New iPad shortchanges users on battery life: expert

Apple is shortchanging new iPad owners on battery power, an analyst said today.

“If you stop charging the iPad when the battery indicator says 100% youwon’t get the maximum running time,” said Ray Soneira, president ofDisplayMate Technologies, in an updatedpaper on the new tablet.

The battery meter on the new iPadfalsely indicates a 100 per cent charge even when it’s not fullyjuiced, analyst Ray Soneira says.

According to Soneira, when the iPad’s battery meter first shows 100%,the tablet is actually charged only to 90% capacity, shorting users bymore than an hour on the device.

That may jeopardize Apple’s claim that the iPad can keep going for over10 hours, said Soneira.

If the iPad remains connected to an outlet, the remaining 10% ofrunning time — about 1.2 hours — is eventually added as the charge isslowly trickled to the tablet. All the while, said Soneira, the metercontinues to read “100%.”

Although the iPad’s software — which monitors the charging process toinsure that the battery is not overcharged, and thus at risk of damage– is generally working as designed, Soneira said there is “somethingwrong with the battery charge mathematical model on the iPad” thatresults in the inaccurate charge status.

“It should not say 100% until it actually stops recharging and goesfrom the full recharging rate of about 10 watts to a trickle chargingrate of about 1 watt,” said Soneira. “Otherwise the user will not getthe maximum running time.”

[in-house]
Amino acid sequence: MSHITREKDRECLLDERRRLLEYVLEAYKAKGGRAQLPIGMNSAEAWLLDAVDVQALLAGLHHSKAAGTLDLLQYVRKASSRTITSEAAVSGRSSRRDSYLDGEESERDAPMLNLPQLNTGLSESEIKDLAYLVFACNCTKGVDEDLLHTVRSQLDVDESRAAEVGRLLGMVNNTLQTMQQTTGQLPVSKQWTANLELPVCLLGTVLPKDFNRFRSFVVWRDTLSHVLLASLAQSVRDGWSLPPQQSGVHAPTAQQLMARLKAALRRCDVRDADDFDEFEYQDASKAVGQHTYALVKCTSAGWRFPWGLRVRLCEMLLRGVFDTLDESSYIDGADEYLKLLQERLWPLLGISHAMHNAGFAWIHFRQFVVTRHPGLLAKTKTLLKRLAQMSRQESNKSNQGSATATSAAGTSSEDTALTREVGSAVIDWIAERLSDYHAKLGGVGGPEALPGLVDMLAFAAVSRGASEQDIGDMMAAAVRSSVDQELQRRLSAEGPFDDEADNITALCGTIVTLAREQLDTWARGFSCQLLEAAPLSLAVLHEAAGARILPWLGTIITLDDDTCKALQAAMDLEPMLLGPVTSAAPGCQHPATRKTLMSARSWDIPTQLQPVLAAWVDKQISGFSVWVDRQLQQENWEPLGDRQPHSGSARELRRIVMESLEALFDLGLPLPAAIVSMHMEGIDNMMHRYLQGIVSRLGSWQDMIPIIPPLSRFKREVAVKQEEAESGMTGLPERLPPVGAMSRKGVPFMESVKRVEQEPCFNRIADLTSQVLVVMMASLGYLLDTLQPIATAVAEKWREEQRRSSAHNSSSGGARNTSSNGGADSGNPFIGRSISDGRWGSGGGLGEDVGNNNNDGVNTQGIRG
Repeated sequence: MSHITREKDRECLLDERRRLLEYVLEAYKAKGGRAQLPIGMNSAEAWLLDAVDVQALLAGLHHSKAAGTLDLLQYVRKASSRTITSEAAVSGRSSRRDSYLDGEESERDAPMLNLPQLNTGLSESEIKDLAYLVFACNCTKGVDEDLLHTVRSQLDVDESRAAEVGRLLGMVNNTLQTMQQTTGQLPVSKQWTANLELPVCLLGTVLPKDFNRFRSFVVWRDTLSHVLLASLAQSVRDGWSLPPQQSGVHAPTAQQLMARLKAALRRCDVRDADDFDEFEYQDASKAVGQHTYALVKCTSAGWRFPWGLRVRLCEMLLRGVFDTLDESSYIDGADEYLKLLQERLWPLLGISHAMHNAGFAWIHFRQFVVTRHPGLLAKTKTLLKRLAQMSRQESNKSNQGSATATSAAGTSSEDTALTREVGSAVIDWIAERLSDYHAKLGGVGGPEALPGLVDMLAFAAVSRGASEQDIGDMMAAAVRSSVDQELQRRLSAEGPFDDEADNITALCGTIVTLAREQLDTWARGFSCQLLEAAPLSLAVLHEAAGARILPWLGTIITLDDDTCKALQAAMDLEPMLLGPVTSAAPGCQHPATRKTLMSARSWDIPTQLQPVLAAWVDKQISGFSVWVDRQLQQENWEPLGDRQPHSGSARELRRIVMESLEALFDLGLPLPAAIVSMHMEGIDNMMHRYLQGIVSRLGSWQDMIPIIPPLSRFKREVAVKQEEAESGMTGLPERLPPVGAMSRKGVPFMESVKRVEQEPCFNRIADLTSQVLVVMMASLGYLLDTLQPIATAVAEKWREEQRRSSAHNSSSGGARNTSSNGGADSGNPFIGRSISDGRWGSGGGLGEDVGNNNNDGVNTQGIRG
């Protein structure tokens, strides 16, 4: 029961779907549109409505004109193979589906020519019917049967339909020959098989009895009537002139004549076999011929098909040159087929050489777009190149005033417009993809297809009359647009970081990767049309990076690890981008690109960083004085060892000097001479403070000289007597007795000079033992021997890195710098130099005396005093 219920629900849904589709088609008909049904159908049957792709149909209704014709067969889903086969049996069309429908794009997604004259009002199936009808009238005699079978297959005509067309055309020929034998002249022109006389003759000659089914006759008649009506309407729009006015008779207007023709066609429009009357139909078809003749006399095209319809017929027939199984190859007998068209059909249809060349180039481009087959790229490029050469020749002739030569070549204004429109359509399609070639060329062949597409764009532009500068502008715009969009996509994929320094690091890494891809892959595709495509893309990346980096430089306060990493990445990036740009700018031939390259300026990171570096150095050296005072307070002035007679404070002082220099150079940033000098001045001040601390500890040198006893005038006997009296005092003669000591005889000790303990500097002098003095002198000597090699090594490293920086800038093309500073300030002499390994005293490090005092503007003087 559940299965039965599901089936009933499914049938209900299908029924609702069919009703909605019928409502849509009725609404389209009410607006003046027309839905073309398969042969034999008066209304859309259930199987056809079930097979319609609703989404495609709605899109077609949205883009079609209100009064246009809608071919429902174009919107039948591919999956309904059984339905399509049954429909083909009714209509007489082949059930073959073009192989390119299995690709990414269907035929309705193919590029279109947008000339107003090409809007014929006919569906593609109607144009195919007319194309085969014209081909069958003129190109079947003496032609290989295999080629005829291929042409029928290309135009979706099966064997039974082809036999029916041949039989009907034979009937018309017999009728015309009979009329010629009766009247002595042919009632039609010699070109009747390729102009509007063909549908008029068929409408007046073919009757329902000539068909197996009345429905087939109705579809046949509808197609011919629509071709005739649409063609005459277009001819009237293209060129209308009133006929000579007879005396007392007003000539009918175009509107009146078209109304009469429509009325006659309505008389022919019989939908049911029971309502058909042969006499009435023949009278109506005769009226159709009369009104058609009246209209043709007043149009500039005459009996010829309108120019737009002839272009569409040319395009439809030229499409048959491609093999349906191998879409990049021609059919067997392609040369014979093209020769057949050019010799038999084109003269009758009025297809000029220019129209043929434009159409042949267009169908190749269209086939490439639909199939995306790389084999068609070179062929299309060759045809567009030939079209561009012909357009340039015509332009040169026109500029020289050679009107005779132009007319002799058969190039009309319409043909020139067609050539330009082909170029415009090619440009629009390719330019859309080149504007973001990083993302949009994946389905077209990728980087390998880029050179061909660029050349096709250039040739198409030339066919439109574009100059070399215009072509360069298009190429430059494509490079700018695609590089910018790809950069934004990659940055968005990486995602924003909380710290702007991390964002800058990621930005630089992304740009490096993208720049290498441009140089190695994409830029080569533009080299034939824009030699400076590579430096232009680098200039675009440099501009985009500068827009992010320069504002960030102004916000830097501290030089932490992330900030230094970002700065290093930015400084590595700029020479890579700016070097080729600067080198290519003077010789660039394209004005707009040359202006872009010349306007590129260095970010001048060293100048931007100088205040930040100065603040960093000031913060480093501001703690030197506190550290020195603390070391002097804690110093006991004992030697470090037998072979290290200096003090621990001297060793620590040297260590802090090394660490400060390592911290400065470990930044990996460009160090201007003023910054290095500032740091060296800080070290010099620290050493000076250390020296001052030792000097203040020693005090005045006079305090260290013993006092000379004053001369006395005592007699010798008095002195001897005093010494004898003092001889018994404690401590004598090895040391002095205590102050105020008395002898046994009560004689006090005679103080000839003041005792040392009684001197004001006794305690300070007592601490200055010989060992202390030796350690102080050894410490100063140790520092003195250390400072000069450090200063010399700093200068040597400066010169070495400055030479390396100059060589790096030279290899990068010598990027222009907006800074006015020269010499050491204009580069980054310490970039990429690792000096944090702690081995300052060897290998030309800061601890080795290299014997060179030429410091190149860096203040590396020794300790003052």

Soneira’s tests showed that an iPad that was turned on while chargingreached 100% capacity 2 hours and 10 minutes after the indicatorprematurely read full. If the iPad was off or asleep, the additionaltime needed to completely charge the tablet ran just over an hour.

Soneira also noted that a videoreport by CNBC last week claimed Apple said users coulddamage the iPad’s battery if they continued to charge it after themeter showed 100%.

“Apple is saying… if you charge it more than [when the batteryindicator reads 100%], you could actually harm the longevity of thebattery,” said CNBC’s Jon Fortt in that report.

There is no such warning on the Apple website, where the company offers battery longevity and charging guidance.Advice like that would also run counter to the long-standing practiceof leaving portable devices unattended while charging.

Apple did not immediately reply to a request for comment on Soneira’sfindings or CNBC’s claim that the company has advised users not tocontinue charging the iPad.

The new iPad sports a lithium-polymer battery rated at 42.5-watt-hours,a 70% increase over the iPad 2’s 25-watt-hour battery.

A bigger battery is necessary,said Soneira, to drive the tablet’shigher-resolution display and its backlight.

Apple may be able to tweak the battery indicator software with a futureiOS update to make it moreaccurate. The company has made similar movesin the past, such as in July 2010 when it revised the iPhone 4’s signalstrength meter during the brouhaha that then-CEO Steve Jobs called”Antennagate.”

Gregg Keizer coversMicrosoft, security issues, Apple, Web browsers and general technologybreaking news for Computerworld. Follow Gregg on Twitter at @gkeizer , on Google+ or subscribe to Gregg’sRSS feed . Hisemail address is [email protected] .

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